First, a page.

Making Higher Education Available to All
Longtime nonprofit executive Geoff Green has quite a reputation around town—a reputation for thinking big and making things happen. It’s no surprise that just two years into Green’s position as chief executive officer of Santa Barbara City College (SBCC) Foundation, he has spearheaded SBCC’s Promise Program.
For those who may have stumbled on the idea of the Promise Program, either through President Obama’s speech (January 2015) or while reading about higher education, the Promise Program offers free tuition to students attending their local city colleges (certain requirements must be met). Myriad community colleges nationwide have already enacted the program, and many are in the process.
After meeting with local leaders in the educational and philanthropic worlds, Green realized that SBCC could implement the Promise Program in an expanded way—by covering the cost of enrollment, required books, supplies and fees.
“The original promise of the (community college) system was to be ‘open access’ for everyone. Post Prop. 13, it became clear that there was not a way to keep the districts independently sustained on tax dollars. In 1983/84, enrollment fees were introduced. Currently, in-state resident fees are $46/unit,” Green says. The cost of books, supplies and fees more than doubles the tuition.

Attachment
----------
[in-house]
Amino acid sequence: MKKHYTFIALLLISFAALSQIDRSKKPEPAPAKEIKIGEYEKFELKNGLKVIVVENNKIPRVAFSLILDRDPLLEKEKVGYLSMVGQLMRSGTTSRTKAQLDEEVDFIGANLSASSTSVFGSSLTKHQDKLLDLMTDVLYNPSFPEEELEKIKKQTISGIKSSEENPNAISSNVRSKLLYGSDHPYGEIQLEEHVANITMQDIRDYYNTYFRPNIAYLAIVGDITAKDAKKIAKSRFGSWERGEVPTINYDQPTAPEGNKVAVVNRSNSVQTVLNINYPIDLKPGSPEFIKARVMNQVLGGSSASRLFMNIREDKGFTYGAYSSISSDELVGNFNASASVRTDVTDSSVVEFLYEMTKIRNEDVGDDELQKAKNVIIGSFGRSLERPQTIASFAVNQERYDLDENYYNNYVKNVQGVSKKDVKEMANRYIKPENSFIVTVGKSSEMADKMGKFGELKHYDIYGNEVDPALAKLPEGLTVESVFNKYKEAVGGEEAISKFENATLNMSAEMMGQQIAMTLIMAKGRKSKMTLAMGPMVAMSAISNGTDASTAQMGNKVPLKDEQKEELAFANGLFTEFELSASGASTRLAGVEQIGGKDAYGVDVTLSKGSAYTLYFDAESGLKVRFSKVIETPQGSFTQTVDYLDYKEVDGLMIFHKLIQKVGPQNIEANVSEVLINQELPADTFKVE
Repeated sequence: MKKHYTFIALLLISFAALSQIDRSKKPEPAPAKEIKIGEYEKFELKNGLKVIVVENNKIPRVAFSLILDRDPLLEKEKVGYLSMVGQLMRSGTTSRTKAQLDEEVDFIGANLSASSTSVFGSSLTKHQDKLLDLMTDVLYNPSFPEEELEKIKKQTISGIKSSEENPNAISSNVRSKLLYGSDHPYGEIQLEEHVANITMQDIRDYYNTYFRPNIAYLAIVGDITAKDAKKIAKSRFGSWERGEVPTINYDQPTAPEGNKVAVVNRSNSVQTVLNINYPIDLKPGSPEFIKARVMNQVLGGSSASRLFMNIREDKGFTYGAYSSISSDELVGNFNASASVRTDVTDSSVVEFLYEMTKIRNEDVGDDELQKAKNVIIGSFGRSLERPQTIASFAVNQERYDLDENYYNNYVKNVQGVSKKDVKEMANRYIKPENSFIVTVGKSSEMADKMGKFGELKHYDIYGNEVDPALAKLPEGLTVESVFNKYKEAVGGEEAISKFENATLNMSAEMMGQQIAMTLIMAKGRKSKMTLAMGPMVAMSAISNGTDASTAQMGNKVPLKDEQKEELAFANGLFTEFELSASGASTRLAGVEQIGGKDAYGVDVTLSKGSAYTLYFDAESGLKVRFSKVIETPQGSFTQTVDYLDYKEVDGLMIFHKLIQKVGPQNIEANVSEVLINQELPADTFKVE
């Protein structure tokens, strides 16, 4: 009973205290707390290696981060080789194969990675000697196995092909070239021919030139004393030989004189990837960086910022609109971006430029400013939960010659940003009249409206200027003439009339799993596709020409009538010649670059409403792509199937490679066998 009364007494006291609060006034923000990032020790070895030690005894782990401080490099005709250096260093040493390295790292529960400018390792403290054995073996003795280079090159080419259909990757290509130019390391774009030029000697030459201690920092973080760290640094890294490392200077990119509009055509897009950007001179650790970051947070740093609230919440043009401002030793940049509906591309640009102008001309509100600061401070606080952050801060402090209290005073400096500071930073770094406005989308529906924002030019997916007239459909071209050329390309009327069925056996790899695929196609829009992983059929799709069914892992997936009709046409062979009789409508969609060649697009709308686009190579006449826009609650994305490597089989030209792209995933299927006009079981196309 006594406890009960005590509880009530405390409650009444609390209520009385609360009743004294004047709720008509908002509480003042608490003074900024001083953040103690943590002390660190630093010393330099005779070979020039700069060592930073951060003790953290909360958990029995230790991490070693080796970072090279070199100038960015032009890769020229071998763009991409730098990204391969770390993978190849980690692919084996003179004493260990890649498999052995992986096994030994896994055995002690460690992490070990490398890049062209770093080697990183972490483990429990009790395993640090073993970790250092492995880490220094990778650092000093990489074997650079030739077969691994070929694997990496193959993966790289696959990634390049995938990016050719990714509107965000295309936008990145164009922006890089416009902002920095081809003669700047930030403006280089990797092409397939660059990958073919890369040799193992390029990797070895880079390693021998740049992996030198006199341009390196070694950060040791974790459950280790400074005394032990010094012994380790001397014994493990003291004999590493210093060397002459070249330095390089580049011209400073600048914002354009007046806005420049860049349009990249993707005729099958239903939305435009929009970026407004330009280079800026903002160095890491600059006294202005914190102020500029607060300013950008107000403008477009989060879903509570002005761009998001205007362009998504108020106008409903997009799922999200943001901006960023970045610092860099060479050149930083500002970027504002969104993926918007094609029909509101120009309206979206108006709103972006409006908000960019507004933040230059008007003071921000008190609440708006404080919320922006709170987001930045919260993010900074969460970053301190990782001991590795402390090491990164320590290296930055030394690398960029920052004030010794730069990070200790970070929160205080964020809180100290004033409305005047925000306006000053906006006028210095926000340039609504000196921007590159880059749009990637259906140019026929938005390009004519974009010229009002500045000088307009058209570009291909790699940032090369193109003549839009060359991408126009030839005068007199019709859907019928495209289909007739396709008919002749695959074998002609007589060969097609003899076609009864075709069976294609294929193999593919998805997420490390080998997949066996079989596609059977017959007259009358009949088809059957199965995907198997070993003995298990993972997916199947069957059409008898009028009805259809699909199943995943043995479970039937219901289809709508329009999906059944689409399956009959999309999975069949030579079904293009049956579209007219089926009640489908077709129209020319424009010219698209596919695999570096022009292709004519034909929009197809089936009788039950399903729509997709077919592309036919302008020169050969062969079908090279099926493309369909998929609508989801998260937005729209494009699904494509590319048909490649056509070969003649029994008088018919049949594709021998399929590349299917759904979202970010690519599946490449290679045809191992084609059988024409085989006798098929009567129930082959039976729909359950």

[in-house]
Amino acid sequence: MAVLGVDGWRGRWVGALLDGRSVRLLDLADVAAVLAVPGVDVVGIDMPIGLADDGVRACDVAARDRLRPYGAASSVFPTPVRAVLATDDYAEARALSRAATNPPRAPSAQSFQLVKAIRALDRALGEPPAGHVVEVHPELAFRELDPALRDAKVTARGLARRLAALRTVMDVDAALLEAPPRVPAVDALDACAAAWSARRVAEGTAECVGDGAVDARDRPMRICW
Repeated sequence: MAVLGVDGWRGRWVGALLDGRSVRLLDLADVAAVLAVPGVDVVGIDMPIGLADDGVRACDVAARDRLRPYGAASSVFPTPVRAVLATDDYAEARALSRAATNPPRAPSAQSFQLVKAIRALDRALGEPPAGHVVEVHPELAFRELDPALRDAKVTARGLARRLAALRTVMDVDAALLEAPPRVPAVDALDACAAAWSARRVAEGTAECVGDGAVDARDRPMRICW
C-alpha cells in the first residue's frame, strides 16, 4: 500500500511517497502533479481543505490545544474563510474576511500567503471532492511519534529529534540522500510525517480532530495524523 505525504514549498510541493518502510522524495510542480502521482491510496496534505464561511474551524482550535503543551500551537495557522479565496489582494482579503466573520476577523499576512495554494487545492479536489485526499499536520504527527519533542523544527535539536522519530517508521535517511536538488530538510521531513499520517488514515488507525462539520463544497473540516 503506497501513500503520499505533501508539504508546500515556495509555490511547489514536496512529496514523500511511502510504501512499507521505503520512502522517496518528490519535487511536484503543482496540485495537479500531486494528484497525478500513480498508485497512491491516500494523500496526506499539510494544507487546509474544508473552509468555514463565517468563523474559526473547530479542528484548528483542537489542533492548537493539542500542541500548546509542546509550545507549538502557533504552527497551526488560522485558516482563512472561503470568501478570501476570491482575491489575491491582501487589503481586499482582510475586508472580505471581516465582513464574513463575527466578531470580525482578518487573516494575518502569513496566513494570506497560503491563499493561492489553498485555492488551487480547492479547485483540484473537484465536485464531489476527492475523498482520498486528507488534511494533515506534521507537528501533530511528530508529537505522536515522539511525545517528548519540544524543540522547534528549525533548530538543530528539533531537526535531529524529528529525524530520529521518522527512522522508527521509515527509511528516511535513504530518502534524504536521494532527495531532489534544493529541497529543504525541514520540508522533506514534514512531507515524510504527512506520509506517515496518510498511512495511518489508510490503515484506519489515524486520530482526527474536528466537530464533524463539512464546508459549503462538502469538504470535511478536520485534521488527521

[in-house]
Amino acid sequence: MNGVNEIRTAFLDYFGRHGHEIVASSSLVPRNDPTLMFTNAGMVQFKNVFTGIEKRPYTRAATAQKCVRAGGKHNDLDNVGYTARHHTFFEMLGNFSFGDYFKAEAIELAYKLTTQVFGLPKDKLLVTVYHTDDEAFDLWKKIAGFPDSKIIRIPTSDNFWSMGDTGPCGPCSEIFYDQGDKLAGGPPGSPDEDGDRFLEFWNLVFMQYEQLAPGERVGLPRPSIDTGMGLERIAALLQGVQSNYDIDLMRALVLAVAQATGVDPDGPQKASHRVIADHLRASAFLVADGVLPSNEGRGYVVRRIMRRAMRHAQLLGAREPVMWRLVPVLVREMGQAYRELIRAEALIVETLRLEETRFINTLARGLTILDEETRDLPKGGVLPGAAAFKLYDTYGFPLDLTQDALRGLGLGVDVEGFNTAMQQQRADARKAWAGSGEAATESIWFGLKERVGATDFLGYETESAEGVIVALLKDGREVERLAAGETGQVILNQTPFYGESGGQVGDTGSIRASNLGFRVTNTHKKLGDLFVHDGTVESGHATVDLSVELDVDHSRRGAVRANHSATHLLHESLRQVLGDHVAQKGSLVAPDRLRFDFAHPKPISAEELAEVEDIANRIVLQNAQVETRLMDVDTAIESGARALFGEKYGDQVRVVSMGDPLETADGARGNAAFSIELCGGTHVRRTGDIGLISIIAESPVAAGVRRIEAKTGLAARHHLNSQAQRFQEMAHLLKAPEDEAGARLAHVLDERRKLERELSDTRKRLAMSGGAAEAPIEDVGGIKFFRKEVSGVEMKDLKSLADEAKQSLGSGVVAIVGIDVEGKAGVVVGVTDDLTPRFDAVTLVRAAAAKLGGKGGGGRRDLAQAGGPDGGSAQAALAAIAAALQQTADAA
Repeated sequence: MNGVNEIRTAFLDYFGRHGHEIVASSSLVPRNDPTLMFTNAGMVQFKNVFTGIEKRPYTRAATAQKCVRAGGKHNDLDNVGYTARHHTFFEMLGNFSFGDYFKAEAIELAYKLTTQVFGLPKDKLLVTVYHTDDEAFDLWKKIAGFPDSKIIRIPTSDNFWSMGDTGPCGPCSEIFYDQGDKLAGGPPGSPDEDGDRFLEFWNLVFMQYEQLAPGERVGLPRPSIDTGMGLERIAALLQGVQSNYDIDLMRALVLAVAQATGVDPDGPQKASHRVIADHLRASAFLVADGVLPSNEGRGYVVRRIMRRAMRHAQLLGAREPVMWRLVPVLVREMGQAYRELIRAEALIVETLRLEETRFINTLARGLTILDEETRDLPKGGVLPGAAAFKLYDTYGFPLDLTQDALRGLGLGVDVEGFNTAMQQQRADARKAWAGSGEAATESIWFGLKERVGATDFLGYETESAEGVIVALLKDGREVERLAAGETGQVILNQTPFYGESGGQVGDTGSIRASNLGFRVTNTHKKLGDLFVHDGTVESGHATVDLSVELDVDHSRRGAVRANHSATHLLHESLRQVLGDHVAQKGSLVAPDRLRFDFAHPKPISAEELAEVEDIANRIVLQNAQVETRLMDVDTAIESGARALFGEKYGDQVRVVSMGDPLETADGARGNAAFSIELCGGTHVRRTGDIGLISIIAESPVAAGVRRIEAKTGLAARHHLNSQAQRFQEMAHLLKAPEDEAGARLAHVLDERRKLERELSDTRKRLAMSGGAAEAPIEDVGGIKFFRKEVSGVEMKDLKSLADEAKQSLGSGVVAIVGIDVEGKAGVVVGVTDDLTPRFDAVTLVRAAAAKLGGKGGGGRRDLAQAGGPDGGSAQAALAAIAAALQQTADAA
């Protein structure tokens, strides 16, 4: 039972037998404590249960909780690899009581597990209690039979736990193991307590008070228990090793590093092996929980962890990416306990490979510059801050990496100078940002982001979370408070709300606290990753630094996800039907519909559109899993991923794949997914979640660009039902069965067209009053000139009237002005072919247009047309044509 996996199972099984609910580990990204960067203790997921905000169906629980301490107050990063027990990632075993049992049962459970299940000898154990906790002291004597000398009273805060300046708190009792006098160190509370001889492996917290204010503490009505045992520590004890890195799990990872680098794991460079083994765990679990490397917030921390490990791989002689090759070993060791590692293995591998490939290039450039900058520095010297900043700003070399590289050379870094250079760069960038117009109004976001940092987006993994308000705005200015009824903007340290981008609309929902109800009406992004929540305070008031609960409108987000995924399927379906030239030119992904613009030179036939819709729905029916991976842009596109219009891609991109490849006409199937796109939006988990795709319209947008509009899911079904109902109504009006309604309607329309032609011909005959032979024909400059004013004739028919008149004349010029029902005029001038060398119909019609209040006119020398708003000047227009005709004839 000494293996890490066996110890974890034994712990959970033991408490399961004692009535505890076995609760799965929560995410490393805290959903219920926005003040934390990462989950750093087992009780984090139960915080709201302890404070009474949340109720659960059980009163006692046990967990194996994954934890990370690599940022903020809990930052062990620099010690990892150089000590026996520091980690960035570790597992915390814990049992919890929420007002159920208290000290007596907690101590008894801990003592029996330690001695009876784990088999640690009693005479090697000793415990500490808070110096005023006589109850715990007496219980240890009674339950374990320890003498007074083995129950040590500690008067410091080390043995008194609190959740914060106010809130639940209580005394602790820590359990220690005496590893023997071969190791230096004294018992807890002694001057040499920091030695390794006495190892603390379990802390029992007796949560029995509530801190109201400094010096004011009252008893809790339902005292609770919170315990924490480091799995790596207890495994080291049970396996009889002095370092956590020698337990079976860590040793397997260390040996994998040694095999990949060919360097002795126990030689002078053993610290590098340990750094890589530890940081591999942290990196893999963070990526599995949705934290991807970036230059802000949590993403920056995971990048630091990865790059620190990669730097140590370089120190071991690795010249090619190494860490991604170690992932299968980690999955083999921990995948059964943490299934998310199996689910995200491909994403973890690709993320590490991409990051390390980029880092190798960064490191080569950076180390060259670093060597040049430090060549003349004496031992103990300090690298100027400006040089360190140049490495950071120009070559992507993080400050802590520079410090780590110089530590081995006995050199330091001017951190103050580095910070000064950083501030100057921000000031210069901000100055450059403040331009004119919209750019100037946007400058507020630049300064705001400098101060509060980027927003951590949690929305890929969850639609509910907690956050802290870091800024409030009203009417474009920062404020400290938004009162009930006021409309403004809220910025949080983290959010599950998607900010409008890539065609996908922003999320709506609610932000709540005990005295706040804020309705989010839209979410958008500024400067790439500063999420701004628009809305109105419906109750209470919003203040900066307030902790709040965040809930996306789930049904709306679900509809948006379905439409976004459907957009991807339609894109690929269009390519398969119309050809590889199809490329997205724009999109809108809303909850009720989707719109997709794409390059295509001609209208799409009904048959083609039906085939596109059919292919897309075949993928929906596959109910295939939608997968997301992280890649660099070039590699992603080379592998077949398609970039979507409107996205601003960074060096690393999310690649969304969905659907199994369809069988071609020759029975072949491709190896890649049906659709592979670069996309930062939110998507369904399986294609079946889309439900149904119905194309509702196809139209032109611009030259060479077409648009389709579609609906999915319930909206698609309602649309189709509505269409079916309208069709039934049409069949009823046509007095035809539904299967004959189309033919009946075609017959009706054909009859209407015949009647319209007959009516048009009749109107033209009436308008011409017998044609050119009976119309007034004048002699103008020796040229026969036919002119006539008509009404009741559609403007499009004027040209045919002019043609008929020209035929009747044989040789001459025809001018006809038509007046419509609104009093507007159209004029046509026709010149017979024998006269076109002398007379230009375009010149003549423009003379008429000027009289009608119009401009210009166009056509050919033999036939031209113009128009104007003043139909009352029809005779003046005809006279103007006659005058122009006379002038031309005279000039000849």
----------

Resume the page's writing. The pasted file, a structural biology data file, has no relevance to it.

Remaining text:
As a big picture person, Green asked, “How do we fix the problem structurally? We can offer scholarships, and we have forever, but that doesn’t fix the problem. We have three things going for us: we are an outstanding, nationally renowned community college, we have a highly engaged and innovative philanthropic community and we have an immediate need for impoverished people who live locally. These made the expanded program a viable option.”
Dr. Anthony Beebe, superintendent/president of SBCC, says of the Promise, “The SBCC Foundation Promise is a national model. It is a true promise—to all high school students who enroll at Santa Barbara City College within a year after receiving a high school diploma from any high school program in the SBCC district!”
Green expects to raise $1 million by the end of 2016 and $5 million in total to sustain the first three years of the program. After that, an endowment will be established to fund the program.
The Santa Barbara Foundation became a funding leader with a grant of $250,000 in September 2016. Foundation President Ron Gallo says, “We are excited to be a part of the SBCC’s Promise Program, as it is an example of a community strategically coming together to ensure a better future—not only for those students who will directly benefit, but for us all. This is a large grant for the Santa Barbara Foundation, deliberately so to indicate not only our financial support, but also our advocacy for this program. There are other such programs in California and around the nation, but none that provides the level and duration of support as this one. This is Santa Barbara at its best!”
For more information about donating to or enrolling in SBCC’s Promise Program, visit sbccpromise.org.
This story was originally published in the winter 2016/17 issue of Santa Barbara Seasons Magazine.